Venomous animals are a part of life in Southern Arizona. But the desert these animals occupy makes up an extremely small portion of the United States. That means creating anti-venom for those stings and bites can be an overlooked job.
The VIPER Institute has researched and produced anti-venom since its inception nearly 10 years ago. Dr. Leslie Boyer, M.D., has headed the team that entire time. She said the institute started off with the goal of creating the first treatment for bark scorpion sting approved by the Food and Drug Administration.
Scorpion anti-venom was a clandestine product until Dr. Boyer's work. It originally found its way to the U.S. from Mexico, when Father Emmet McLoughlin smuggled it across the border to Saint Monica's hospital. Then, in the 1950s, researchers at Arizona State University created anti-venom without FDA approval. The VIPER Institute took over duties in the mid-2000s, creating the first FDA-approved anti-venom in U.S. history.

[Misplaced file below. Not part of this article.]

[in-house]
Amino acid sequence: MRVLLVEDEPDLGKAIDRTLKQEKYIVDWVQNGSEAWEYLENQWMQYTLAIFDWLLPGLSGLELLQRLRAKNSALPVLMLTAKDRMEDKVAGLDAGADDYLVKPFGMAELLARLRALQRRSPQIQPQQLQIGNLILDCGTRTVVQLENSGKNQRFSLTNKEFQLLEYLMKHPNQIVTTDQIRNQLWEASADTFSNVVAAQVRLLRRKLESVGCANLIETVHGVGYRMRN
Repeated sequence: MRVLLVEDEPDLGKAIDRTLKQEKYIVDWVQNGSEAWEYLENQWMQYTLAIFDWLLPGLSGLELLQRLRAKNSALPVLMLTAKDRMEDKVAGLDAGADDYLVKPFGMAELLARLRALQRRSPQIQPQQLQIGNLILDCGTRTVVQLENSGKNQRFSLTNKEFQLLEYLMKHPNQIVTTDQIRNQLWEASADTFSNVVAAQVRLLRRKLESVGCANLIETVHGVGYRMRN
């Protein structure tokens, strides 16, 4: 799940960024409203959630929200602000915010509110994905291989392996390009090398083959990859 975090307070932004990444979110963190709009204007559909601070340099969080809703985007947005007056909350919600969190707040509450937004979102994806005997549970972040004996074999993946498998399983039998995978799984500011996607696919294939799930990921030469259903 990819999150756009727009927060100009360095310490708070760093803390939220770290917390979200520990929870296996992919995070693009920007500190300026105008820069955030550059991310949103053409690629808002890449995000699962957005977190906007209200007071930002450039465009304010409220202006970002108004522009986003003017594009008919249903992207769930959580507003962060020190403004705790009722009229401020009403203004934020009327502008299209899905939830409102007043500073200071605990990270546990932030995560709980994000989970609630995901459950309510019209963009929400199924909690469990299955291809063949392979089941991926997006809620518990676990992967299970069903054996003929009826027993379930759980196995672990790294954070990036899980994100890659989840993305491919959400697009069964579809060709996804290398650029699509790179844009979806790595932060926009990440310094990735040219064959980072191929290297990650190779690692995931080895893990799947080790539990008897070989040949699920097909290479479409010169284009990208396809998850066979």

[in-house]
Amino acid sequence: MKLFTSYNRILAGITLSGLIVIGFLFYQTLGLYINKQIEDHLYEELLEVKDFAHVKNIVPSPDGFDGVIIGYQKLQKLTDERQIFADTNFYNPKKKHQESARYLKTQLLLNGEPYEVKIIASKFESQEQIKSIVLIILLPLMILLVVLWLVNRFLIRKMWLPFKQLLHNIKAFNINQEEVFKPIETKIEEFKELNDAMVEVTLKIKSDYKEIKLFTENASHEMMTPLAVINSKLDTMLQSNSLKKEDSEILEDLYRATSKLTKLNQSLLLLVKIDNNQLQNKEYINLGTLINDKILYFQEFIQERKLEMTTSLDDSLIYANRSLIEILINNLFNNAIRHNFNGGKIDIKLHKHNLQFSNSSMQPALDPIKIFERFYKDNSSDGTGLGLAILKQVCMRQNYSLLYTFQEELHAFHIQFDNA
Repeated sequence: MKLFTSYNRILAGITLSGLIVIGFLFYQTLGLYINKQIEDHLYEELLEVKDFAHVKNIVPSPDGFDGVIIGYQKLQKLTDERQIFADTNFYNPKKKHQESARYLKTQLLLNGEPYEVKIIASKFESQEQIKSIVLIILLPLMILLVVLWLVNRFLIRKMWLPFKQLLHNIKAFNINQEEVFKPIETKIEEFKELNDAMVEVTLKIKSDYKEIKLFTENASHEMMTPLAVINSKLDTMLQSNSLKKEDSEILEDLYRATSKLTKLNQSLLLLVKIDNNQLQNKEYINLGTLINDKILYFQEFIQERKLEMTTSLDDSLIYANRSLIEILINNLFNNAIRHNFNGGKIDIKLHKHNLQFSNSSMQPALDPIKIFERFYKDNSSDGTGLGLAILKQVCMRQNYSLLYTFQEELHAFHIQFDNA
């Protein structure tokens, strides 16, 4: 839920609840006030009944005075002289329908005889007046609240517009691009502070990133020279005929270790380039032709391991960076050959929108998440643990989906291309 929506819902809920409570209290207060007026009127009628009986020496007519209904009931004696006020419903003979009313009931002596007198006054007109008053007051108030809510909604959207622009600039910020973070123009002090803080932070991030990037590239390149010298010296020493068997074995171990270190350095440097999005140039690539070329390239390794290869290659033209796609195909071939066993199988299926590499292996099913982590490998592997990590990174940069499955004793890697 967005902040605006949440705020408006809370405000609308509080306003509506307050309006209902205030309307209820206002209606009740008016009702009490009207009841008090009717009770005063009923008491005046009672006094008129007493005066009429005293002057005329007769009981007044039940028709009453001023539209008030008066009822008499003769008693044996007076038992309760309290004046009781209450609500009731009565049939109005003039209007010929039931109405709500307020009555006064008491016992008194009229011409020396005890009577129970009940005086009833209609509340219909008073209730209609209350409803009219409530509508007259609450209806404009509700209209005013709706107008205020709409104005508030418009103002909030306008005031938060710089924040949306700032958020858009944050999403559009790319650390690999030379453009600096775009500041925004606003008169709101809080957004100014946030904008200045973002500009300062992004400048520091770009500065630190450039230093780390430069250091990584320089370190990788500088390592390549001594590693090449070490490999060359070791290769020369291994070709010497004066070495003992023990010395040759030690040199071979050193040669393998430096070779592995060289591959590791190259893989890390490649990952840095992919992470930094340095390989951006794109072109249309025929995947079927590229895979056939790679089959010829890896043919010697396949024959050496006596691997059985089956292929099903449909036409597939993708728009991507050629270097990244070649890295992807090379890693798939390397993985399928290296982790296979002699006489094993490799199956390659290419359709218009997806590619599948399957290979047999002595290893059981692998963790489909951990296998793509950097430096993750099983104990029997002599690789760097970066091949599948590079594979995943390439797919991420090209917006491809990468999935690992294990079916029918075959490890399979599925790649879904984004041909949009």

After accomplishing that goal, Dr. Boyer and the Viper Institute have set their sights on treatment for some of the U.S.' other venomous animals, including rattlesnakes and the family of spiders that includes the brown recluse.